How To Handle Small Orders?

Baking By lhayes1976 Updated 5 Feb 2009 , 2:10pm by indydebi

lhayes1976 Posted 5 Feb 2009 , 12:57pm
post #1 of 6

We are new to the business and orders come in very sporadically. We hate to turn down the small orders, but it's such a pain to make a whole batch of dough, icing, etc. For you seasoned cookie bakers, do you have dough always made up and in the freezer? What about royal icing--how do you store yours? Do you have batches of differennt colors made up? We are in the process of turning a bedroom in the basement into a legal kitchen. We are hoping that it will be much easier to manuever in it. Right now, cooking from my kitchen is a pain. Do you guys have it set up that if an order came in, you could just literally thaw some dough, and use icing that is already made up. It seems like it takes so much time for one order. But if we could do the prep ahead of time, it would be so time-saving. I want to get this thing down to a well-oiled machine.

5 replies
indydebi Posted 5 Feb 2009 , 1:24pm
post #2 of 6

It's also the reason that my 3-cookie bouquet avg's $7 a cookie and my 12 cookie bouquet comes in at about $5 a cookie. Small orders have higher overhead.

Yes, I keep dough in the refrigerator and pull out just what I need. You could keep some pre-cut shapes in the freezer and pull them out and throw them in the oven. (Rounds, hearts, etc).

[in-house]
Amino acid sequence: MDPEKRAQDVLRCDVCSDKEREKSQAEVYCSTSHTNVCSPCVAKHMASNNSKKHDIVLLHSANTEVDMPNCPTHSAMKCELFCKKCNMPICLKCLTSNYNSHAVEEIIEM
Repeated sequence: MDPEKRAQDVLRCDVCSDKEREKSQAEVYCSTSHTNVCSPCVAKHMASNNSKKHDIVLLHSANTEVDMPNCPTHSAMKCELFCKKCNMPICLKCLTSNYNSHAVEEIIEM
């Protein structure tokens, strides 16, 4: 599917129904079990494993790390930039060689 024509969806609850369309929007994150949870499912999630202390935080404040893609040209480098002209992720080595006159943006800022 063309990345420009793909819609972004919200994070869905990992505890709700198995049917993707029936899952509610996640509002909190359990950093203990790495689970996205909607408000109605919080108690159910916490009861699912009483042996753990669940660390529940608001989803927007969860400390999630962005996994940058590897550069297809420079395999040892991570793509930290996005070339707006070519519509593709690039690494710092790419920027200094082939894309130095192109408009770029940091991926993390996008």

Mencked Posted 5 Feb 2009 , 1:43pm
post #3 of 6

.....and remember, those small orders can lead to bigger and better orders icon_smile.gif! I find it helps to keep chanting that mantra in my head as I'm going through the hassle of smaller orders!

HeidiCrumbs Posted 5 Feb 2009 , 2:04pm
post #4 of 6

When I do my Christmas cookies I make the cut-outs and then have a large rectangle rubbermaid dish that I freeze the individual cookies between sheets of parchment paper. That way I can do them ahead and if a surprise order pops in I am somewhat ready, just need to do the baking and frosting. Like indideby said, you could do the "generic" shapes and keep two dozen of each on hand or something like that. Also, what do you consider a small order? Half dozen? two dozen? Just curious.

yankeegal Posted 5 Feb 2009 , 2:07pm
post #5 of 6

I have a lead time of 1 week for any me plenty of time to make dough, icing, whatever. I think that is the key to being prepared for orders. I have frozen dough for busy times-holidays, graduation, etc..

indydebi Posted 5 Feb 2009 , 2:10pm
post #6 of 6

Also, when you have some in the freezer, pre-cut, you are able to tell the last-minute customer what they CAN have. I keep cookie dough balls in the freezer (choc chips, snickerdoodles, etc) ... got a call late yesteday for a 3-dz order today and she wanted variety. No way am I making up 3 new batches of cookie dough for 12 cookies each (each of my batches makes about 100+ cookies).

While on the phone, I opened the freezer and said, "You can have this, that, or the other. What combo do you want?"

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